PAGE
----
Nation losing prime farmland

NRCS study says Washington lost 864,000 acres in past 25 years

By MITCH LIES

Capital Press

More than 40 million acres of farms and forests in the United States were lost to development between 1982 and 2007, according to new data released by the Natural Resources Conservation Service.

The newly developed area is the size of Illinois and New Jersey combined and amounts to one-third of all the land ever developed in the contiguous 48 states.

"The findings serve as a stark reminder that our nation's agricultural land base and the benefits it supplies is threatened by poorly planned development," said Jon Scholl, president of American Farmland Trust, an organization that works to stop the loss of farmland.

"If we want Americans to eat healthier, we already don't have enough land in production," said Jennifer Dempsey, director of the Farmland Information Center for the trust. "So, to lose any ag land, just from that standpoint, is not a good thing."

About 14 million of 41.3 million acres lost to development was considered prime farmland, dropping the total of prime farmland in the U.S. from 339 million acres in 1982 to 325 million in 2007.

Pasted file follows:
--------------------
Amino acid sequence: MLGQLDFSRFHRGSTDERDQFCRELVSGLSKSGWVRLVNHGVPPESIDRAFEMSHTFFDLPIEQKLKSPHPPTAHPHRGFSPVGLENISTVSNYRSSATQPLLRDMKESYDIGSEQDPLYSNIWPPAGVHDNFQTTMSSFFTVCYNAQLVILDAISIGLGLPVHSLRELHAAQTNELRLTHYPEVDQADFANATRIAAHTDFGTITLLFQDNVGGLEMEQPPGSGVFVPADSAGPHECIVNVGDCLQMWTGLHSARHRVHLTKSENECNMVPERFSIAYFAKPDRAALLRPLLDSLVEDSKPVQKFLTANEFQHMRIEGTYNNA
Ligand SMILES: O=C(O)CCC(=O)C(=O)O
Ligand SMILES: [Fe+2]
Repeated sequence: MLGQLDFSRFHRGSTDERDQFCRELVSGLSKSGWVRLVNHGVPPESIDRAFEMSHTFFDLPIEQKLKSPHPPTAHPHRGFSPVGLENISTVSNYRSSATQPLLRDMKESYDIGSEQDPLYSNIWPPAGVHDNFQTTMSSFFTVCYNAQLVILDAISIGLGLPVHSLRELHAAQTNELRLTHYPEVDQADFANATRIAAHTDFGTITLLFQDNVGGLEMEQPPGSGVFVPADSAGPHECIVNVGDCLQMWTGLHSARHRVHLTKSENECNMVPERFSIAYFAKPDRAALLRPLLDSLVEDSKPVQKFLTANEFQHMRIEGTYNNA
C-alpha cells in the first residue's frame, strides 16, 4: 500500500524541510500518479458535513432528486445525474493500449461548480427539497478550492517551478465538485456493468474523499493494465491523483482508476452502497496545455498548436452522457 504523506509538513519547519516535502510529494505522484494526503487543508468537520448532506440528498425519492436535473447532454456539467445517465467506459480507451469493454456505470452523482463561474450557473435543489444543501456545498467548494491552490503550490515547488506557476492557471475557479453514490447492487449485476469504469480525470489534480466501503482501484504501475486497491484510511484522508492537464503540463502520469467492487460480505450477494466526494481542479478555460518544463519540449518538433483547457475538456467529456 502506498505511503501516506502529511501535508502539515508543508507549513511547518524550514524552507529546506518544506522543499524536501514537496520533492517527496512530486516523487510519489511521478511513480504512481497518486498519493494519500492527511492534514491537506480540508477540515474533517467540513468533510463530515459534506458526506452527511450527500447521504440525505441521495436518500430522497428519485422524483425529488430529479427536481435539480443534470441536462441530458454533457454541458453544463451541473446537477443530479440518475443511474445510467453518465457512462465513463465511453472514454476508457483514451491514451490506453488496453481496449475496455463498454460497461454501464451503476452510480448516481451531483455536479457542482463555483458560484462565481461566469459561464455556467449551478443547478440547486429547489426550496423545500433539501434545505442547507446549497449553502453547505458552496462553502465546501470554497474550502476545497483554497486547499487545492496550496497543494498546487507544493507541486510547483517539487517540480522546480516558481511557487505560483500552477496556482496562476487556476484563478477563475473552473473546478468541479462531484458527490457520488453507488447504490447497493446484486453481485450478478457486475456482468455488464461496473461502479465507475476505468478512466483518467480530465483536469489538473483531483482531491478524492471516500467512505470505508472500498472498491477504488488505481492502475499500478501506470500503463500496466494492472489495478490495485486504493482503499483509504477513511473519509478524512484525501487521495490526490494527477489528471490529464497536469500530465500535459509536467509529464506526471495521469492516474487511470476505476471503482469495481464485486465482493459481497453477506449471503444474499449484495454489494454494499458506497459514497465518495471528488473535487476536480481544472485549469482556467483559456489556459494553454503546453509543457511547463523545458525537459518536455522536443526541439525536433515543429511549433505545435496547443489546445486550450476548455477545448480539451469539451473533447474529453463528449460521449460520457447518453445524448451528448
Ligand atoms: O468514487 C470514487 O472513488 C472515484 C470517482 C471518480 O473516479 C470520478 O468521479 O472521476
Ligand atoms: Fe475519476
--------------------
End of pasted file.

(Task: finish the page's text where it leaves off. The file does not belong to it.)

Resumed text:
States with the biggest loss of prime farmland include Texas, with 1.5 million acres, Ohio with 800,000, North Carolina with 766,000 and California with 616,000 acres.

Overall, 2.1 million acres was converted to urban uses in California between 1982 and 2007.

In Oregon, about 421,700 acres were lost to development between 1982 and 2007, including 171,800 acres of prime farmland.

"Oregon comes out ahead in comparison to most other states in large part because we have a land-use system that prioritizes protection of critical agricultural land," said Eric Stachon of 1000 Friends of Oregon, a land-use advocacy group.

"We're doing a good job," he said, "but we can and should do better."

"It shows that Oregonians value open space," Oregon State Conservationist Ron Alvarado said.

Washington lost 864,000 acres to development over the 25 years, including 167,000 acres of prime farmland, according to Jan Carlson, natural resource specialist with the Washington state NRCS.

While the nation is losing farmland, the NRCS report shows U.S. farmers are doing a better job of protecting soil.

According to the findings, soil erosion due to water decreased 43 percent between 1982 and 2007, declining from 1.68 billion tons per year to 960 million tons. Soil erosion caused by wind dropped from 1.38 billion tons per year in 1982 to 765 million tons in 2007.

In Oregon, soil erosion declined from nearly 8 tons per acre per year in 1982 to 4 tons in 2007.

Soil erosion also declined in Washington, California and Idaho, where water-caused erosion declined 48 percent over the 25 years and soil loss to wind erosion dropped 21 percent.

"The reduction reflects NRCS' emphasis on working with producers and landowners to reduce erosion," said Carlson said.

NRCS, which works with landowners to reduce soil loss, compiles the National Resource Inventory for non-federal lands every five years.

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